Slow Loading Time Kills Conversion Rates. Here’s Why!
Slow loading time could be the silent killer of your SEO efforts. Save yourself from losing money with these tips.
There is a direct link between slow page speed and poor website conversions. Come to think of it, what would you do when you click on a website, and it takes ages to load? Exactly, you would click the next one. Since there is no dearth of information on the internet and an array of choices is present in front of your audience, it is your responsibility to give what the users want.
So, what do they want? People on the internet don’t have time to wait for you. You have to make them stay. If your website doesn’t have a fast-loading speed, your audience will bounce faster than you can even think of, increasing your conversions.
Loading Speed Can Either Make or Break Your Website
Your audience would feel stress-free and in command when pages load in just a second. However, after 10 seconds, you can barely sustain their attention. This leads to a bad user experience, and they would ultimately feel reluctant to return to your website. Just remember one thing, every second is essential when dealing with the users. With every second that passes, the user's patience decreases, and your bounce rate increases.
With a high bounce rate, you are allowing search engines to gobble down your rankings. Why? Well, the higher the bounce rate, the more irrelevant you become to the search engines. And the more irrelevant you appear on search engines, the lower your ranking gets. As simple as that!
Even the most well-known brands are not spared from the detrimental effects of website speed. For every added second it requires for the BBC's page to load, it sheds 10% of its viewers. And when Yahoo! slashed the time, it took for a page to render by merely 0.4 seconds, traffic rose by 9%.
Did You Know?
• One-fourth of your visitor is likely to abandon your website and look elsewhere if the loading speed takes more than 4 secs.
• You risk losing 46% of the user base as they are the ones who won’t revisit a poorly functioning and slow website.
• You must know the importance of every second. Just a one-second delay will eventually cut customer satisfaction by 16%. Time and audience wait for none.
Speed is King: Tips to Improve Your Page Speed
Compress and Optimize Your Images
Images enrich the richness of your content while also improving the aesthetics of your web pages. Large photos, on the other hand, can cause loading times to be delayed.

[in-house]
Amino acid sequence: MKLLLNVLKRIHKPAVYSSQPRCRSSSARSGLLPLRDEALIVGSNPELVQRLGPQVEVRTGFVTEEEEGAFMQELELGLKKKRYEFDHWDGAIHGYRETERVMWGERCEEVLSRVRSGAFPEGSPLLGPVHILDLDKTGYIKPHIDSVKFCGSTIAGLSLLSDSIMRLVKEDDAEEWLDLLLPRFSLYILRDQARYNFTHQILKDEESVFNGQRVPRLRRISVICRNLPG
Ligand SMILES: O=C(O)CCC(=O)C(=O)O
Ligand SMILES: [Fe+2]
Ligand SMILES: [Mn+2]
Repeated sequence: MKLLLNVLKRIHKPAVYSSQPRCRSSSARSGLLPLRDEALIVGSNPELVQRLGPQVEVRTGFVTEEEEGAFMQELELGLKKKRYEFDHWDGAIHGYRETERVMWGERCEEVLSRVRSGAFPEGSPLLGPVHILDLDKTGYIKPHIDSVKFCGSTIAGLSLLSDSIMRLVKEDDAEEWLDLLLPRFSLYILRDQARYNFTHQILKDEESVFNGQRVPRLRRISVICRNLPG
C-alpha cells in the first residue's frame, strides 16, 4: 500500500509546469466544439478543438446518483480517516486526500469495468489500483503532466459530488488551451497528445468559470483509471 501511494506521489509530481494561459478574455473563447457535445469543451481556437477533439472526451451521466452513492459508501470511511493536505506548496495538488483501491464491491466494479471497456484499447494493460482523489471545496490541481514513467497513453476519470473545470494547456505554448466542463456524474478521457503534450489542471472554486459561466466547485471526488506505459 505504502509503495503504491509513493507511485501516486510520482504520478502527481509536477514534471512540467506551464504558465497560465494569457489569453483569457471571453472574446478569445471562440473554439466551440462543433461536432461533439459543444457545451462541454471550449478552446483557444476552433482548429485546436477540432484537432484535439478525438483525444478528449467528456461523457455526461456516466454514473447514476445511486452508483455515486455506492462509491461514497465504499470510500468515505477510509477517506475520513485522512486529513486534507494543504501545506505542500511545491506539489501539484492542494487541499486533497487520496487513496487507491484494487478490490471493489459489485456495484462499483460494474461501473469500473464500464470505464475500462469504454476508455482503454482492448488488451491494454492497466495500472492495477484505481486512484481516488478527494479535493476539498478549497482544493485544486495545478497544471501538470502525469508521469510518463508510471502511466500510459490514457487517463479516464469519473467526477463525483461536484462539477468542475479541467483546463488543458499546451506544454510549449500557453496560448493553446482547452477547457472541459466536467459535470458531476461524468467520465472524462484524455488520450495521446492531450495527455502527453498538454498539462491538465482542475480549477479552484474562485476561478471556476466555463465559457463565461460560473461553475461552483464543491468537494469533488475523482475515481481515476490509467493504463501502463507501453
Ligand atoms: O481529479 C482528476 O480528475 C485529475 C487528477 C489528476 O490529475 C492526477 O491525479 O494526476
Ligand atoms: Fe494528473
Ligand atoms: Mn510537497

As a result, compressing and optimizing your images is one of the simplest ways to improve page loading times. Modifying their file types, enabling slow loading, and downsizing photos using lossy or lossless compression are examples of this.
When it comes to your images, you must learn when to utilize the correct file type. Changing the data format of a picture can significantly reduce its file size.
• GIFs are suitable for pictures with a limited color palette, such as logos.
• JPEG works well with images that have a lot of colors and textures, such as photographs.
• When you require high-quality transparent graphics, PNG is the file type to choose
Reduce Your Redirects
A website with several redirects can significantly slow downloading speed. Primarily, when 301 redirects are implemented, it drives the browser to a new domain that results in high page-loading times.
Of course, redirects are sometimes essential, such as when transitioning to a different domain. Getting rid of unintended redirects on your website, on the other hand, can result in much faster page loading speeds.
In WordPress, there are a couple different approaches to reduce redirection. One is to avoid making any that aren't relevant while developing inbound links and menus. Another thing to check is that your Top-Level Domain (TLD) connects with only one redirection.
Cache Your Webpages
Caching is one of the most efficient strategies to make your web pages load faster. The process involves saving copies of your site's contents on the server. Now, this static content model gets displayed in front of the user rather than recreating the same information at every request. It then reduces the time it takes for the server to build and deliver a web page to a user's device.
By enabling the server to spend limited bandwidth to load a site, caching your web pages can reduce the Time to First Byte (TTFB). Caching your web pages can be done in a variety of ways. This can be done at the server level, which means your host will take care of it or by using a plug-in.
It's also easier to integrate files when their sizes are less. The end effect is cleaner code and faster loading web pages.
Of course, going through each piece of code for every single one of your site's files isn't the most effective way to go.
Leverage a Content Delivery Network
A Content Delivery Network (CDN), sometimes known as a "content distribution network," is a collection of servers that operates in tandem to optimize page loading times. It accomplishes this by promoting and providing static content versions from servers all over the world.
Minimizing the distance between the data requests traveling across browsers and your host's facilities improves the performance. A CDN reduces response time and lowers TTFBs by retrieving information for a website from a server proximate to each user.
Now, Skyrocket That Speed!
When it’s about page speed vs. SEO effectiveness, the former is more important than the latter.
The way users interact with your site has an impact on your rankings. This is why a digital marketing agency would monitor your page speed frequently and seek solutions to resolve any detected issues.
You should never ignore your website’s page speed metric to ensure an optimal user experience that eventually goes a long way in building a positive persona on the web!